'They were careless people, Tom and Daisy - they smashed up things and creatures and then retreated back into their money or their vast carelessness, or whatever it was that kept them together, and let other people clean up the mess they had made….’ (F. Scott Fitzgerald, The Great Gatsby, Penguin Modern Classics edition, p. 170)

The Great Gatsby is one of those house novels (Wuthering Heights, Rebecca, Brideshead Revisited are others) which have left a luminous trail across popular reading and film cultures. In the case of Gatsby, this often takes the form of a party-going romanticism – the ‘green light at the end of the pier’ reading. In that light it is, like its dȍppelganger, Alain-Fournier’s Le Grand Meaulnes, one of those tales which turn on the pathos of love and loss, conspicuous consumption here romanced as evanescent beauty. But in our current moment we might want to look again at Fitzgerald’s novel as a critique (stemming from an economy hurtling on its way towards the great crash) of the cultural meanings of immense and unaccountable wealth. We need to read the novel socially (economically, indeed) as well as psychologically. Or rather to re-engage with its insight into the way in which psychological and sociological phenomena inter-react within a context of acute disparities of wealth. Gatsby is not simply an uncomplicated celebration of the poignancy of partying, for the wealth it appears to celebrate has broken free from ordinary human needs. ‘Such beautiful shirts’ sobs Daisy Buchanan as Gatsby introduces her to his house and possessions, ‘It makes me sad because I’ve never seen such – such beautiful shirts before.’ Unconstrained wealth enables Gatsby’s self invention as celebrity and seduces his observers. It is to such disconnected wealth (the - puppy bought – and abandoned again - on an impulse; servants with ice buckets at beck and call) that the unfortunate Myrtle Wilson aspires. But the apparent celebration of such wealth is shadowed from every side: from the evasiveness of Nick’s narration, to the suggested criminal sources of Gatsby’s millions, to Tom Buchanan’s pig-headed readings in the ghastly white supremacist tracts of the period.

It is this much more ambiguous Gatsby that speaks perhaps to our own epoch: an international elite of unimaginably wealthy bankers and bond traders holding civil society to ransom, government by millionaires and private sector lobbyists taking whole populations hostage, and driving a chariot through the ruins of the social democratic state. In such circumstances, we need the economists, the muck-raking journalists, Wilkinson and Pickett’s statistics, Tony Judt’s wonderful Ill Fares the Land.  We need informed polemic, but we need something else as well. We need the imaginative and narrative tools for thinking what happens when the arrogance of extreme wealth threatens to capsize whole societies. Which is why it is important that Fitzgerald’s parable is neither polemic, nor allegory. As a novel, it invites reader collusion. There is a sense in which readers (yet more uninvited tourists) join the list of Gatsby’s party-guests, and perhaps the realisation that we are not immune to seduction is necessary in order to see where Fitzgerald is leading us. The wretched Myrtle is not, he suggests, the only victim of a fatal crash. Egregious wealth - wealth which exceeds any ordinary definition of human need, and whose cancerous energy invades and warps whole societies - insulates its holders from basic actualities and from the consequences of their actions. Their playthings are replaceable. Temporarily frustrated, those who – not many years before Gatsby – President Theodore Roosevelt had labelled ‘malefactors of great wealth’ dust themselves down and carry on – in our own time with active collusion and subsidy from the despised public resource. Deregulation is the name for more than an historically short-lived fiscal regime. It might perhaps also name the condition where a miniscule elite no longer recognises the sanctions of the ordinary safeguards, rules, and reciprocities – that informed sense of the co-ordinate presence of others - that we inadequately bundle together as morality. 'They were careless people, Tom and Daisy - they smashed up things and creatures and then retreated back into their money or their vast carelessness, or whatever it was that kept them together, and let other people clean up the mess they had made….’ Fitzgerald’s novel is many things. But among them it is a riff on the resonance and implications of ‘vast carelessness’.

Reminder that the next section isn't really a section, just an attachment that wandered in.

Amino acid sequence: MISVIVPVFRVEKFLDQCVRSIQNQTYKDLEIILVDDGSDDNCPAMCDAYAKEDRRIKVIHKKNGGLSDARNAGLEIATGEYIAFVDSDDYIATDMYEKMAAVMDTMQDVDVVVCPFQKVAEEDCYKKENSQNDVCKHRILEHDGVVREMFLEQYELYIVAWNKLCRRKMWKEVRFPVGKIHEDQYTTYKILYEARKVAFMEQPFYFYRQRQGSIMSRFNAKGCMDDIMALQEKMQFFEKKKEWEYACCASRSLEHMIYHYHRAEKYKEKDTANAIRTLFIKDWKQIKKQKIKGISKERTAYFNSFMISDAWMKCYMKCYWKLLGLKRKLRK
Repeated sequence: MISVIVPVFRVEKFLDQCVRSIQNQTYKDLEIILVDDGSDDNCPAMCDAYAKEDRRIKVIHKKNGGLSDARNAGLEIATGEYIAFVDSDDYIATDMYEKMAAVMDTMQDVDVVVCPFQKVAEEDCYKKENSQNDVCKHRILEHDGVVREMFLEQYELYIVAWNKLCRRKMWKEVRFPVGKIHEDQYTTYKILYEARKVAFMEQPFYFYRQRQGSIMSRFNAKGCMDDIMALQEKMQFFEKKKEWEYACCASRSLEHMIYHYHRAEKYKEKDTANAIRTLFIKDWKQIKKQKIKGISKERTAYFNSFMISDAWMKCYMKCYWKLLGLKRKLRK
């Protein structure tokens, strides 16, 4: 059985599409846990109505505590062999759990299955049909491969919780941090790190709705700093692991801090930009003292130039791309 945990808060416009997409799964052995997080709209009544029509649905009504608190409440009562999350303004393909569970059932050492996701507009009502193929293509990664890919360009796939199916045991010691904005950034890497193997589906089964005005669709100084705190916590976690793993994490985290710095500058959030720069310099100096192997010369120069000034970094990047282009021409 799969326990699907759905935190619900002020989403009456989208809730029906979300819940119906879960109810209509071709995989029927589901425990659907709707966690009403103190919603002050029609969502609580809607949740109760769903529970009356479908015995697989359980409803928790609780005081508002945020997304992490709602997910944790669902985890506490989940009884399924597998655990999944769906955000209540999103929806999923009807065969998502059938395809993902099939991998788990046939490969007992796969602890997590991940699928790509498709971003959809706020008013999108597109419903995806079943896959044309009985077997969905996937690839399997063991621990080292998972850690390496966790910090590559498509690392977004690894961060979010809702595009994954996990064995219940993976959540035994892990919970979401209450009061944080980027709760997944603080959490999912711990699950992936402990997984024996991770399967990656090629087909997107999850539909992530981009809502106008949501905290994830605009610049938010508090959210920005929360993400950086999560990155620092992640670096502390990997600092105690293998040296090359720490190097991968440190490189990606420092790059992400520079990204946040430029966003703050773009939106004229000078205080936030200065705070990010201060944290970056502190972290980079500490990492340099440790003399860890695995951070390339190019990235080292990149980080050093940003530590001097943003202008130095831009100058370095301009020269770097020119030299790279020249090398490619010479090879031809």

Reflection by Ben Knights, November 2011

Until 2011 Professor Ben Knights was Director of the national English Subject Centre.